Wine Talk

Snooth User: Snoother 1128676

I have a bottle of Pieroth 1979 Beerenauslese that has not been opened. Is it still good?

Posted by Snoother 1128676, Aug 14, 2012.

Will this wine still taste good after all this time?


Reply by EMark, Aug 15, 2012.

Beerenausleses are high sugar dessert wines that have tremendous aging potential.  The question becomes, how has this wine been stored for the last 30 years?  If it has been stored in a kitchen cabinet over a range, the prospects are not good.  If it has been stored in a area of consistent temperature--preferably a cool temperature--out of sunlight, then the potential is good.

There are a lot of people on this board who know a lot more about older wines than I do.  They will ask more questions.  If you could take a picture of the bottle and post it here, that may help answer many of these questions.  It would be nice to see the color of the wine, the amount of airspace at the top of the bottle and additional details in the label.

I did a quick internet search (maybe you did, also) and there is certainly not much information on Pieroth 1979 Beerenauslese.  The information that is out there, however, is not encouraging.   

First of all, there was a big stink about winemakers adding glycol to their wine.  Some of the big offenders were wines imported by Pieroth WIne Imports of Franklin, IL.  So, one question would be whether that was the importer of your wine.  Here is an article about this scandal and a list of affected wines.  The article, from 1985, says that if you have one of the wines on the list, you should return it.  Obviously, after all these years you do not have that option, but what that means to me is that you should not drink it.  On the surface yours does not appear to be on this list.  However, there may be details on the label (front or back) that may either cause or remove suspicion.  Again, there is a good chance that there is somebody on this board who has additional information on this glycol scandal and may have more advice for you.

It appears that the Pieroth winemaking company is no longer in existence.  Probably, fallout from the Glycol thing.

Searches on "Pieroth 1979 Beerenauslese" pointed me to two different wines:  one from Austria and one from Germany.  The German one was more fully described as "1979 Ferdinand Pieroth Riesling Beerenauslese."  I assume that your bottle is the Austrian one. 

Sorry that I cannot give a definitive answer.  If you can determine that the wine is not glycol-affected then I would suggest that you chill it down, open it up and try it.  My searches did not give me any encouragement that there is much value in this wine.

You have provided an interesting question.  Keep us up to date on this.

Reply by Richard Foxall, Aug 15, 2012.

Hmm, this question has been posted three times now, albeit somewhat differently each time.  Anyway, some answers are on this thread, too.

Reply by Richard Foxall, Aug 15, 2012.

Here's what appears to be the winery's website. They seem like the Avon of wine retailing.  Interesting.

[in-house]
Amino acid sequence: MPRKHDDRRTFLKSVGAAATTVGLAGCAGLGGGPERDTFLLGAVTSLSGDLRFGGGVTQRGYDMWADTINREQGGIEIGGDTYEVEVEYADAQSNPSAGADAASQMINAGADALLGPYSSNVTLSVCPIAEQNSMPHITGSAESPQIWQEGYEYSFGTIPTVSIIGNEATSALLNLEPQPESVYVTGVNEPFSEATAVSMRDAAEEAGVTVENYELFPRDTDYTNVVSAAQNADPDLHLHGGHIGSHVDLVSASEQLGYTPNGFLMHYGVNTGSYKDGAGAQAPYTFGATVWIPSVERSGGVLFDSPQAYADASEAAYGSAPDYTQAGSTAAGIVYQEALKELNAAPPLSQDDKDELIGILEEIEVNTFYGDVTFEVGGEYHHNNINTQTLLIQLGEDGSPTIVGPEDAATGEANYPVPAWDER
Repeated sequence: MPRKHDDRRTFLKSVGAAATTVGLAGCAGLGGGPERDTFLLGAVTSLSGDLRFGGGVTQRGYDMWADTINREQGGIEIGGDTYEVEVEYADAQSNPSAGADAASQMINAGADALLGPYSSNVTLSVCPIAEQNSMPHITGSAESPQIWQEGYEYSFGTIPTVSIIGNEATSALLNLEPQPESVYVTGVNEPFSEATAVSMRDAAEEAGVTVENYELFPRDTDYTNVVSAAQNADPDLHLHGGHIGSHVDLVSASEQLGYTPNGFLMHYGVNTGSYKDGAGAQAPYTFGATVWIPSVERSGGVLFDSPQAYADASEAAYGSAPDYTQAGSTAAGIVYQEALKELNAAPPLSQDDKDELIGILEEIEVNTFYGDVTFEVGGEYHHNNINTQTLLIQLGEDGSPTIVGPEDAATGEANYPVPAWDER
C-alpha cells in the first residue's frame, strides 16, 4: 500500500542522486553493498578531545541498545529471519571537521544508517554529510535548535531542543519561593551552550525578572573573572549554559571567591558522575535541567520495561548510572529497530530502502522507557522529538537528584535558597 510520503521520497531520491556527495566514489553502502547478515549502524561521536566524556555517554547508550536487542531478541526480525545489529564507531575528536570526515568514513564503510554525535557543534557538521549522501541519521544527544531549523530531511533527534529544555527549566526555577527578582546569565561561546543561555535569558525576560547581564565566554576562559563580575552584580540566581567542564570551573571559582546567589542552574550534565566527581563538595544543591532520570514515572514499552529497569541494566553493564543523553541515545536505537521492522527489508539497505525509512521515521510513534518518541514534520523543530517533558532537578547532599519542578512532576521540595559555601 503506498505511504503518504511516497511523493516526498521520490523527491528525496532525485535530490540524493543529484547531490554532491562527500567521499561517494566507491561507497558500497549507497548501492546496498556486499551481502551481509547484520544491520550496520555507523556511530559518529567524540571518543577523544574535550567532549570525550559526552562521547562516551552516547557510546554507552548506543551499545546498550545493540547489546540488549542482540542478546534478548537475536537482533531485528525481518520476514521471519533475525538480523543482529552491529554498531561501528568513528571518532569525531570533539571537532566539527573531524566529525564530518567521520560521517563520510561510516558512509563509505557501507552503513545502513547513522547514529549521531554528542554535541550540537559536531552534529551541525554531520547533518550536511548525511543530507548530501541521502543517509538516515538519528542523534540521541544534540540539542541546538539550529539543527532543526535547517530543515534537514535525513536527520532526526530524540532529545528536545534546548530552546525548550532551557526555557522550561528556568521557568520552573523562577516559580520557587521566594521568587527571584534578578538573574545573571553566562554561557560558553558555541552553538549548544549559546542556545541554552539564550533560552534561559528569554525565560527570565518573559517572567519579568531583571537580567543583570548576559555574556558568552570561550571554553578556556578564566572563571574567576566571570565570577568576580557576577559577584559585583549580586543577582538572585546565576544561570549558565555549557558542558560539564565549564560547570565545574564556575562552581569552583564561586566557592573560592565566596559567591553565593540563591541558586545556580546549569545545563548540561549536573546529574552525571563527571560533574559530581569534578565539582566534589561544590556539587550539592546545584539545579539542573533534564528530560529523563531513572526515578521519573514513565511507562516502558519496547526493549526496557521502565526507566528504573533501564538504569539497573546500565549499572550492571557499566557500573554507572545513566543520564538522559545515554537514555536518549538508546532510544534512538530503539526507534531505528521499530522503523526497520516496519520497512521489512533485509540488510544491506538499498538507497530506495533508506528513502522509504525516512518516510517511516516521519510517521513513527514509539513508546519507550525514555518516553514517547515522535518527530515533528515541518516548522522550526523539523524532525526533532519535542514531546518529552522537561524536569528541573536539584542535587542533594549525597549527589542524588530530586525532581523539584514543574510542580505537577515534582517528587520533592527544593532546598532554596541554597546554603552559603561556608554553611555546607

Reply by MJRisenhoover, Aug 15, 2012.

Only one way to find out.

Reply by gcheadley, Oct 11, 2012.

JUst opened my 1982 Beerenauslese (Pieroth) and it was wonderful

Far better than I expected it to be after all these years.

It was truely enjoyable. Trying to determine what a bottle

would cost today

Glenn from TX

Reply by EMark, Oct 11, 2012.

Thank you for the report, Glenn.  We're pleased to hear about your joyous pleasure.

I suspect that it might be difficult to find a current price of that wine, today.  It, obviously, would require that somebody has such a bottle that they want to sell.  Having time on my hands I keyed in "Pieroth 1982 Beerenauslese" into Google and was directed to the Wine-Searcher site.  They did not have any '82s, listed, but they had seven BAs listed from vintages ranging from '67 to '86 and at prices ranging from $26 ('86) to $188 ('76).

Reply by Richard Foxall, Oct 11, 2012.

All right, someone who reported back about their old wine!

BTW, Emark, did you finish the last of your drain cleaner bottles?

Reply by EMark, Oct 11, 2012.

No, Fox, I haven't.  The unlabeled mag left is still left.  We have been talking about a dinner or some kind of event at my b-i-l's (who you might recall was my benefactor).  He has just returned from a pretty successful fishing trip in Baja.  So, I'm thinking of taking over to his place to try.  (Yes, 007, red wine with fish.)  He lives in a very, very cool art deco building in Long Beach, and the chances are that his drains could use it. :-)

Reply by Richard Foxall, Oct 11, 2012.

St. Joseph with fish (I grilled true cod and served in a tomato water and olive sauce).  Great combo suggested by Steve Law at Maclaren. 

Reply by duncan 906, Oct 11, 2012.

I have had [and reviewed for Snooth] a number of older wines some of which have been most enjoyable. I recall Chateau Myrat 1996 from Sauterrnes, Clos St Georges Graves Superieures 1979 another desert wine and an Ander Simon Sauterne NV from the 1970's.Only last weekend I had a Chateau du Bousquet 1979 from the Cotes de Bourg.It is posible to have a good experience with an older bottle but,as with all bottles of wine,you pay your money and take your chances

Reply by Richard Foxall, Oct 12, 2012.

Sorry, duncan, I didn't mean to overlook that.  You have done that, and it's a great service.  I think most of the wines you wrote up were purchased with some age and your own knowledge and research.  What I intended to refer to is all the threads that start with, "I inherited this old wine, is it any good?"  The community reply is always pretty much the same:  Try it and find out.  And then... silence.  Which is too bad, because one of the things that I like about this is the vicarious enjoyment and occasional disasters--hey, they're entertaining--of bottles that are unlikely to pass my way.

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